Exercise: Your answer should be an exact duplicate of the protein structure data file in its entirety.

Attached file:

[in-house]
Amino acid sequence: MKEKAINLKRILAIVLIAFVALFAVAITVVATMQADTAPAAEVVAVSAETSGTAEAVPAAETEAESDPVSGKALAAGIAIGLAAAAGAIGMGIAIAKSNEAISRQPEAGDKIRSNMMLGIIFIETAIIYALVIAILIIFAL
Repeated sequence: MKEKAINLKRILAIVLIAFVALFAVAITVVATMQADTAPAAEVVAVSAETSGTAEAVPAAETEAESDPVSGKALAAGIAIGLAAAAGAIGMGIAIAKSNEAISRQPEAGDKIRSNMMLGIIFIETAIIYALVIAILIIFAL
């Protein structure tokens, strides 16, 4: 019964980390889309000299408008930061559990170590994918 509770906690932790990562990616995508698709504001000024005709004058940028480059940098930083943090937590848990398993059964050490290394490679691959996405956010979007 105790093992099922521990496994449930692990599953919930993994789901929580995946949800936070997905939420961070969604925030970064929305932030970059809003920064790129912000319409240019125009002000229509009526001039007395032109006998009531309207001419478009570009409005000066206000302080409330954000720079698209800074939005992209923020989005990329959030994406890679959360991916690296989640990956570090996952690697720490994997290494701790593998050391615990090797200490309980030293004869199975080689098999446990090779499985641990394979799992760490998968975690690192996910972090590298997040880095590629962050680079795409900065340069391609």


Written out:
[in-house]
Amino acid sequence: MKEKAINLKRILAIVLIAFVALFAVAITVVATMQADTAPAAEVVAVSAETSGTAEAVPAAETEAESDPVSGKALAAGIAIGLAAAAGAIGMGIAIAKSNEAISRQPEAGDKIRSNMMLGIIFIETAIIYALVIAILIIFAL
Repeated sequence: MKEKAINLKRILAIVLIAFVALFAVAITVVATMQADTAPAAEVVAVSAETSGTAEAVPAAETEAESDPVSGKALAAGIAIGLAAAAGAIGMGIAIAKSNEAISRQPEAGDKIRSNMMLGIIFIETAIIYALVIAILIIFAL
């Protein structure tokens, strides 16, 4: 019964980390889309000299408008930061559990170590994918 509770906690932790990562990616995508698709504001000024005709004058940028480059940098930083943090937590848990398993059964050490290394490679691959996405956010979007 105790093992099922521990496994449930692990599953919930993994789901929580995946949800936070997905939420961070969604925030970064929305932030970059809003920064790129912000319409240019125009002000229509009526001039007395032109006998009531309207001419478009570009409005000066206000302080409330954000720079698209800074939005992209923020989005990329959030994406890679959360991916690296989640990956570090996952690697720490994997290494701790593998050391615990090797200490309980030293004869199975080689098999446990090779499985641990394979799992760490998968975690690192996910972090590298997040880095590629962050680079795409900065340069391609």